20
Feb
08

Wonderful shows from the Demonstration Stream Group

From 13:15 until 15.45, six groups from the Demonstration stream have given wonderful shows in the large public rooms of At-Bristol. Wonderful, but insanely chaotic and hectic! There were many people walking around, visiting the mini-exhibitions — as we like to call them — from the Demonstration team. The New Media stream group was responsible for recording everything from the exhibitions. Photos and videos can be viewed in this blog entry, so that the reader can get an impression of what exactly has been done in the past few days in the Walking with Robots workshop and what the results are.

The New Media group was split into teams and each team member has their own role: photographer, cameraman, storywriter and supervisor. This team was responsible for recording various exhibitions, activities and presentations, each of which will be described below.

Robots are designed to do one thing well

This exhibition shows that robots are often made for the purpose of doing things that they are good at; or, in other words, doing things they have been designed for. In this exhibition, there is a video shown on a laptop of a robot that uses a tennis racket to keep a tennis ball up in the air by constantly softly and swiftly hitting it from the bottom. A large difference can be seen when humans are asked to do the same task. The participants are not as good as the robot itself, as illustrated in the video given below. This is the reason why some tasks can be better left to robots, as they are capable of performing extremely precise tasks with high accuracy, something that humans are not always capable of.

Robots will only do what you tell them to do

During this exhibition, visitors were asked to command a “robot” to do things, such as eating food or walking around. The idea behind this exhibition is that a robot cannot do anything else but whatever it is told to do. It is designed for that purpose, to serve the humans. That is what robotics will be like for the upcoming long time: doing things exactly as they are told, with some exceptions aside (e.g., NASA robots, Sony’s Aibo robots and Honda’s Asimo robots). However, things are surely to change when robots become so advanced that they can think on their own and are capable of performing autonomous tasks without getting humans involved. The Three Laws of Robotics will need to be programmed when technology gets that far (see also Wikipedia). Until then, there is no need to worry about such things.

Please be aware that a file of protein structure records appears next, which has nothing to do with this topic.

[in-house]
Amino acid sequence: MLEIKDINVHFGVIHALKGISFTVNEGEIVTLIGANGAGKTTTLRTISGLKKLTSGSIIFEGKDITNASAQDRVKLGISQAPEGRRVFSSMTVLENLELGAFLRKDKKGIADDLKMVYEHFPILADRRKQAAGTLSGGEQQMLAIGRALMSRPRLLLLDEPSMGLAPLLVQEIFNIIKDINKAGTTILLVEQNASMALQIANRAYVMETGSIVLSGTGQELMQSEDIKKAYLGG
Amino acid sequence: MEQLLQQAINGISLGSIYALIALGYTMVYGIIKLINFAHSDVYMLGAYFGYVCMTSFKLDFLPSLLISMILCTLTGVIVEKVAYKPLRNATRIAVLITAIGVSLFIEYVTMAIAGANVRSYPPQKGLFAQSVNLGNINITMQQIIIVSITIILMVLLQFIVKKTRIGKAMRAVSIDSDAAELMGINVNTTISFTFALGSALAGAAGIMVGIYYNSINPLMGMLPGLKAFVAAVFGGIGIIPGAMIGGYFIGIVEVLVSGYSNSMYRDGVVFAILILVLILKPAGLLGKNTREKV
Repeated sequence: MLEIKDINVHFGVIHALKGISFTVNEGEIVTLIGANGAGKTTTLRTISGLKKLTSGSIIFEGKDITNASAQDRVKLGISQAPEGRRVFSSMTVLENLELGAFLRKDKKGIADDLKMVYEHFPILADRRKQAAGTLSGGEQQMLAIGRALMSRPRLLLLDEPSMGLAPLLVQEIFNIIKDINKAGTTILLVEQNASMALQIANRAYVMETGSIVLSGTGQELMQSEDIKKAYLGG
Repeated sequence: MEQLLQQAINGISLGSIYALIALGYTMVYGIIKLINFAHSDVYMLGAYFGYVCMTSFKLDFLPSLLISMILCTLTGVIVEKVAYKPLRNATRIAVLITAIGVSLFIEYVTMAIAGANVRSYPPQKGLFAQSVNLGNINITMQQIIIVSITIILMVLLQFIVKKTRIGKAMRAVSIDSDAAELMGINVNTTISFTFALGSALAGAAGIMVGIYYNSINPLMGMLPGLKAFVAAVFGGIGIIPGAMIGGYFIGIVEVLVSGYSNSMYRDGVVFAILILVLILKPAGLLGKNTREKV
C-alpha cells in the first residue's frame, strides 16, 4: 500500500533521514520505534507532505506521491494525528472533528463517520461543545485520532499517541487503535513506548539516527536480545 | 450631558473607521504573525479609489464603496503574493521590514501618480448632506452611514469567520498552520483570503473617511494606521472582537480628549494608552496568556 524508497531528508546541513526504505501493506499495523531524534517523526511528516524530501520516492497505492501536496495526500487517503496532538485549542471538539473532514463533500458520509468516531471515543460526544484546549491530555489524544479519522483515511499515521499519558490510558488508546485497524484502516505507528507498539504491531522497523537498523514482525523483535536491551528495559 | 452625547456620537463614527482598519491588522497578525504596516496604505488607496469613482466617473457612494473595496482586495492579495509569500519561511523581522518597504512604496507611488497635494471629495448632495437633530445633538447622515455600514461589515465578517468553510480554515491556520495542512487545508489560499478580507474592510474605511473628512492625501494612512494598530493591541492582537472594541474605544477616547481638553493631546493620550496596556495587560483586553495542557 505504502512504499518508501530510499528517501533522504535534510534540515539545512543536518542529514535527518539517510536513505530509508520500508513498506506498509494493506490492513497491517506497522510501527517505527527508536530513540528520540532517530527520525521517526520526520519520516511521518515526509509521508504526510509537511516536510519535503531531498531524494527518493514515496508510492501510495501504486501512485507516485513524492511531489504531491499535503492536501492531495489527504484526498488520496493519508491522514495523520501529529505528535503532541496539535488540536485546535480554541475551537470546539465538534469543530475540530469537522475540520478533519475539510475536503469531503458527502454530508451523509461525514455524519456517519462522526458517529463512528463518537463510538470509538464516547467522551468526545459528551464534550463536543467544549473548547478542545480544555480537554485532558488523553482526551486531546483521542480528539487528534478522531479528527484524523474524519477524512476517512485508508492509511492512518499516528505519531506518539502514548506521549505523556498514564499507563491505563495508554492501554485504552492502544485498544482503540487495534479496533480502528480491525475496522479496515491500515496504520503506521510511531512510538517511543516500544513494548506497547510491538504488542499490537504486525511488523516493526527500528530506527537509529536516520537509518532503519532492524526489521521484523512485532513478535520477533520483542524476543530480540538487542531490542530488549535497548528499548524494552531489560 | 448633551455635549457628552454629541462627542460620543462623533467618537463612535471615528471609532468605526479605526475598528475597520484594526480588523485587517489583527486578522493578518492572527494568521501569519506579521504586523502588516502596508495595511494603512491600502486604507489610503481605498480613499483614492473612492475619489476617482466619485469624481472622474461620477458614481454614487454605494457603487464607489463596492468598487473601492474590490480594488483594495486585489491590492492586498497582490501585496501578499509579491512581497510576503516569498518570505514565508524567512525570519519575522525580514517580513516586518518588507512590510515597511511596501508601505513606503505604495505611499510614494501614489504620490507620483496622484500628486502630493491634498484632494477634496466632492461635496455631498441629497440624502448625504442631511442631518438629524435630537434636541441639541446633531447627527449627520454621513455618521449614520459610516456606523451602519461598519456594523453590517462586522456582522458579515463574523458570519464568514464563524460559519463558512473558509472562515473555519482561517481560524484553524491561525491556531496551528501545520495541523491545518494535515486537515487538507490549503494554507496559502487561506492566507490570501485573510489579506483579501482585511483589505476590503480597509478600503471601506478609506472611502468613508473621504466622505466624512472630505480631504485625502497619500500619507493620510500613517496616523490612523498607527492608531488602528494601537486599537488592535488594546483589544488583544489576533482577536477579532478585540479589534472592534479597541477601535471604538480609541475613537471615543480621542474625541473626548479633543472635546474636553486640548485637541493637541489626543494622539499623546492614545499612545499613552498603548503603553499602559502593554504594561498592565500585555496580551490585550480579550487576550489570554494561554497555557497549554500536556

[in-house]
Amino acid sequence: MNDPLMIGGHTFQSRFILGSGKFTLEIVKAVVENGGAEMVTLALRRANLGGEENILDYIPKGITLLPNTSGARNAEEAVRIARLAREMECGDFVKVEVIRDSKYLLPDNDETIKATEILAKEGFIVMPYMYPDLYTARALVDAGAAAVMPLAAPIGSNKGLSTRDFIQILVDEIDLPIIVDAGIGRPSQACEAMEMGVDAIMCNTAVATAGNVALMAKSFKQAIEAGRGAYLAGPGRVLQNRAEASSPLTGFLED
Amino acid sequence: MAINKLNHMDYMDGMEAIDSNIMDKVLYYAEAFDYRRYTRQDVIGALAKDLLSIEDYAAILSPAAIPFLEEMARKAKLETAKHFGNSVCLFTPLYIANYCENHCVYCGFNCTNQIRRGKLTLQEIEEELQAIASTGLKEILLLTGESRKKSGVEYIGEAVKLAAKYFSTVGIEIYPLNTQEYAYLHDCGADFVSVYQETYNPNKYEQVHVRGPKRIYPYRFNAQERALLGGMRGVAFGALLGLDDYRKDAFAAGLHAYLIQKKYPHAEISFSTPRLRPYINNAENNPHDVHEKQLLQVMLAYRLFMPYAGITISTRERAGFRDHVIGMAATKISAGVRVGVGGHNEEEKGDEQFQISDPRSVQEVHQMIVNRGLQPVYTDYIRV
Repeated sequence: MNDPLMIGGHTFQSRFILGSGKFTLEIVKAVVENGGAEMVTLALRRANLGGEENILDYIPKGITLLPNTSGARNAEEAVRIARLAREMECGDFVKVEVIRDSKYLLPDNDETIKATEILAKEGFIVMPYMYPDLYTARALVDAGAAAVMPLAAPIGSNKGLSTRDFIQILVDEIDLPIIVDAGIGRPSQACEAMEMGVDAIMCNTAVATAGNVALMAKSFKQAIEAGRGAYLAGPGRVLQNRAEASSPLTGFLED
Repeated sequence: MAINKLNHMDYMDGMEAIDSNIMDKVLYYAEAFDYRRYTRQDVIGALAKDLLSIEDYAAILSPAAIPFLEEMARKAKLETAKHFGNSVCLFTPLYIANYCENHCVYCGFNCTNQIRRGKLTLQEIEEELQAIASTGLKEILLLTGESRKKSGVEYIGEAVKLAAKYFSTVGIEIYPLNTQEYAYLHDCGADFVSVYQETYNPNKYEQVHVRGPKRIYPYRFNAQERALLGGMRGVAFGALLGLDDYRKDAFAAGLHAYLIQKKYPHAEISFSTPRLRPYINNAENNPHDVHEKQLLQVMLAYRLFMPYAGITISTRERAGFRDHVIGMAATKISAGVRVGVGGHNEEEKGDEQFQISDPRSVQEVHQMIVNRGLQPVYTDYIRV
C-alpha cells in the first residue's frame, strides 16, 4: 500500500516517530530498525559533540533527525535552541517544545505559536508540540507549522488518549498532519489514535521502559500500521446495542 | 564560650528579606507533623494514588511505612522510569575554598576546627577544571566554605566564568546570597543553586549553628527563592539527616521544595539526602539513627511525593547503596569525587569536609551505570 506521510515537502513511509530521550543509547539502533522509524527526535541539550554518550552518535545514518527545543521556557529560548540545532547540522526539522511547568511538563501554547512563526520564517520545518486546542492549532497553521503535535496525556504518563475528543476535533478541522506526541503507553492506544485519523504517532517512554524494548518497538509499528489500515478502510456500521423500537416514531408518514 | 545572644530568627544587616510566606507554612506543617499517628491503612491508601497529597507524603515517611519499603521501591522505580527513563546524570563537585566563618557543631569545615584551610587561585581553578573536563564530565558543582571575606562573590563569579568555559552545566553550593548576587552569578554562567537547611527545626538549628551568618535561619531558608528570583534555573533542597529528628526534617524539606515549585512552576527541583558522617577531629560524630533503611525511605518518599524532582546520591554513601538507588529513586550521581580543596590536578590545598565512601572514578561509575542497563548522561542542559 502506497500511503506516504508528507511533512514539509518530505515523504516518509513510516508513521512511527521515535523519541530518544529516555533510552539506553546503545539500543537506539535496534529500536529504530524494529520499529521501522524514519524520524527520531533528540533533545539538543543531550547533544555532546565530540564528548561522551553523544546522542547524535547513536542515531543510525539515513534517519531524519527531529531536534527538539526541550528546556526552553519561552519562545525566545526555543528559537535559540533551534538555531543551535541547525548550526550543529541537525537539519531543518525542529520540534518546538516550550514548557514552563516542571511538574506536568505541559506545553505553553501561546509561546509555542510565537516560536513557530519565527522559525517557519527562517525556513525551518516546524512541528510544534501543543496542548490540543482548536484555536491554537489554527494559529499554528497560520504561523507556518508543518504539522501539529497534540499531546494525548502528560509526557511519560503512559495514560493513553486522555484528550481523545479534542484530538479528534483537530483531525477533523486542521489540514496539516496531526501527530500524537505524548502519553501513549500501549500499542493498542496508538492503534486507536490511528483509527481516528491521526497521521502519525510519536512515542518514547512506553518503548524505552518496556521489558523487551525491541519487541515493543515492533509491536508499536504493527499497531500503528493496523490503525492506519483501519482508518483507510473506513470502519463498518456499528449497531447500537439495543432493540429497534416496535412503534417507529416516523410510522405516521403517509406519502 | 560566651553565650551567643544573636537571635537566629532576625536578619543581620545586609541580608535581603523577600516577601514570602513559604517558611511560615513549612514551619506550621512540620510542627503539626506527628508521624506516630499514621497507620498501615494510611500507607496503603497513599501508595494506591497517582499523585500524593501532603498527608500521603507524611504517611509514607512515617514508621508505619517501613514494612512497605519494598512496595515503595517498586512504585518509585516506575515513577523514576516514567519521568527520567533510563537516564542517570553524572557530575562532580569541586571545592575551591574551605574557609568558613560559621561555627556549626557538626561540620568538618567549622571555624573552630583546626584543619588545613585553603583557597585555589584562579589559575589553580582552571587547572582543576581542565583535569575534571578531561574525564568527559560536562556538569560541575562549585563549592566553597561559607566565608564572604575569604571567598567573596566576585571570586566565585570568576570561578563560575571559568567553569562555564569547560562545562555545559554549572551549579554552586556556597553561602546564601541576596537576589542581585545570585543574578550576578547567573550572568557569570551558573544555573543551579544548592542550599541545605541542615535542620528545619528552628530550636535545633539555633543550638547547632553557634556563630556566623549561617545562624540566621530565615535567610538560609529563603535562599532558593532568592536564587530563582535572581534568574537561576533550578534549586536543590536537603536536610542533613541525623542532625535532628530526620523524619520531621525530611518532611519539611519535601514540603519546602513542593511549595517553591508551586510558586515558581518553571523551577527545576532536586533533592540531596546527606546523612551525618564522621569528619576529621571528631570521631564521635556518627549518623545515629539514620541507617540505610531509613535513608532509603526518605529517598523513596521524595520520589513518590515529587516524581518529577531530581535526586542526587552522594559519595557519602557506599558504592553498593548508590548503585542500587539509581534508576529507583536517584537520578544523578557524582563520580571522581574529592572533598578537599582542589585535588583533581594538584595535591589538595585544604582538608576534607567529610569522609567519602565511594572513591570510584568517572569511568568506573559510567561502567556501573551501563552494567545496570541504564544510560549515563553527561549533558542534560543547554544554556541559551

that's interesting...
She finds it interesting.

A simple change in what a robot needs to do can change the design totally

The idea behind this exhibition is that a small change in the task of a robot can require a large change in the robot’s design. In order to illustrate that, three kinds of terrains of the planet Mars have been designed, on each of which a robot is required to navigate. Instead of an actual robot, however, balls of various sizes are used. They represent robots of different sizes. The terrains have holes. The first terrain has small holes, so small and big robots can walk there without falling through the holes. The second terrain has bigger holes, so only the large ball can travel across the terrain. However, the third and last terrain has a large abyss and requires a robot that can fly or jump over it. The changes in terrains therefore require a completely different design of the robots. This is a very simple but incredibly intuitive idea!

DSC_4852-2
A kid is fascinated about what is being shown and told.

Rights of the robot

Another surprising activity was a robot walking around in the public rooms of At-Bristol, with everyone lining up behind it, carrying large signs. The purpose of this “demonstration” is to “fight” for the rights of the robot. The kids were invited to participate and in return they got a nice badge! They loved it! Some visual material is shown below.

Campaigning for robots
He loves robots!

Presentation_protestForRobotsRights
She loves robots!

Design your own biomimetic robot

In this activity, children were asked to draw a biomimetic robot, which is a robot that has the abilities that exist in living creatures, such as the way of movement or their actions. Basically, the nature is mimicked in the design of the robot. The children used their imagintion and their experience in the field of nature to draw such a robot. Various surprisingly different drawings came out. There was even one child that was so much into the drawing that he did not want to leave, not even when his mum asked him to! Talk about determination!

Biomimetic Robot drawing #2
Biomimetic robot drawing.

Bimimetic robot wall
Many biomimetic robot drawings.

No, I want to stay
“No, I want to stay!”

Online quiz about robotics

In this activity, visitors could test their knowledge about robots and robotics in general by participating in an online quiz. A number of questions needed to be answered by the visitors and then they’d get a score of their knowledge. The results seem to vary much amongst the people.

Filling in the survey
Filling in the quiz and completely absorbed by it.

In the end, the exhibitions were a success and we were able to cover most of them by writing about them and providing photos and videos. It was very interesting to work in such an environment. Although things were rather chaotic, we were able to stay cool — with the exception of the rather shaky camera movements in the videos, apparently — and finish up our story on this blog!

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